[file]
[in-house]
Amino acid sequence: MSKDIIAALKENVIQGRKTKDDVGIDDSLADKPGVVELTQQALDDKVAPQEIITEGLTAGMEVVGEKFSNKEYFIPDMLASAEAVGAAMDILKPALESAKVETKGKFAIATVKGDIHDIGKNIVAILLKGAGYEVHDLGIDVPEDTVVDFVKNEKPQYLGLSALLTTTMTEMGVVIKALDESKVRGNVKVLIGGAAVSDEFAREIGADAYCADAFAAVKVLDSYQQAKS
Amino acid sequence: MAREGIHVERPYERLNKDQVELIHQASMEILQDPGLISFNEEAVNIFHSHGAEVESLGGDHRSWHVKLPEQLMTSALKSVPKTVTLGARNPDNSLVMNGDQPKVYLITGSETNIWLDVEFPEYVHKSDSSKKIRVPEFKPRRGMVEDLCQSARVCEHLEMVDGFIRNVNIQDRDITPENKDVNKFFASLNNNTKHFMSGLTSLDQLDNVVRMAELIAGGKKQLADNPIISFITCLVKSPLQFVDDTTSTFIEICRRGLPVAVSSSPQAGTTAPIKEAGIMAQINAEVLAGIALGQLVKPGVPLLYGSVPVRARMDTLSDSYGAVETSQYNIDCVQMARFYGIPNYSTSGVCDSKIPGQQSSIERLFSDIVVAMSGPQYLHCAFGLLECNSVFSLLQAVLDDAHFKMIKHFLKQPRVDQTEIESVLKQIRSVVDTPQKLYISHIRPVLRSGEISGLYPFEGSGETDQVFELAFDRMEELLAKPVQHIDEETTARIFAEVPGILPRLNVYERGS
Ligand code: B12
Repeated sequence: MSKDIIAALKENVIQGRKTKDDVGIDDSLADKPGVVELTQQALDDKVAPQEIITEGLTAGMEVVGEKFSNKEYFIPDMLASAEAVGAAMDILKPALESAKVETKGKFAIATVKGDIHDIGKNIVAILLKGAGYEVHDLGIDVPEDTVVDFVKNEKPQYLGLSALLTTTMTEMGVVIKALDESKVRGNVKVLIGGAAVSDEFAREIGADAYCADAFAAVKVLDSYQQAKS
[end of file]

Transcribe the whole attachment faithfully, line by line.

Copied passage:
[in-house]
Amino acid sequence: MSKDIIAALKENVIQGRKTKDDVGIDDSLADKPGVVELTQQALDDKVAPQEIITEGLTAGMEVVGEKFSNKEYFIPDMLASAEAVGAAMDILKPALESAKVETKGKFAIATVKGDIHDIGKNIVAILLKGAGYEVHDLGIDVPEDTVVDFVKNEKPQYLGLSALLTTTMTEMGVVIKALDESKVRGNVKVLIGGAAVSDEFAREIGADAYCADAFAAVKVLDSYQQAKS
Amino acid sequence: MAREGIHVERPYERLNKDQVELIHQASMEILQDPGLISFNEEAVNIFHSHGAEVESLGGDHRSWHVKLPEQLMTSALKSVPKTVTLGARNPDNSLVMNGDQPKVYLITGSETNIWLDVEFPEYVHKSDSSKKIRVPEFKPRRGMVEDLCQSARVCEHLEMVDGFIRNVNIQDRDITPENKDVNKFFASLNNNTKHFMSGLTSLDQLDNVVRMAELIAGGKKQLADNPIISFITCLVKSPLQFVDDTTSTFIEICRRGLPVAVSSSPQAGTTAPIKEAGIMAQINAEVLAGIALGQLVKPGVPLLYGSVPVRARMDTLSDSYGAVETSQYNIDCVQMARFYGIPNYSTSGVCDSKIPGQQSSIERLFSDIVVAMSGPQYLHCAFGLLECNSVFSLLQAVLDDAHFKMIKHFLKQPRVDQTEIESVLKQIRSVVDTPQKLYISHIRPVLRSGEISGLYPFEGSGETDQVFELAFDRMEELLAKPVQHIDEETTARIFAEVPGILPRLNVYERGS
Ligand code: B12
Repeated sequence: MSKDIIAALKENVIQGRKTKDDVGIDDSLADKPGVVELTQQALDDKVAPQEIITEGLTAGMEVVGEKFSNKEYFIPDMLASAEAVGAAMDILKPALESAKVETKGKFAIATVKGDIHDIGKNIVAILLKGAGYEVHDLGIDVPEDTVVDFVKNEKPQYLGLSALLTTTMTEMGVVIKALDESKVRGNVKVLIGGAAVSDEFAREIGADAYCADAFAAVKVLDSYQQAKS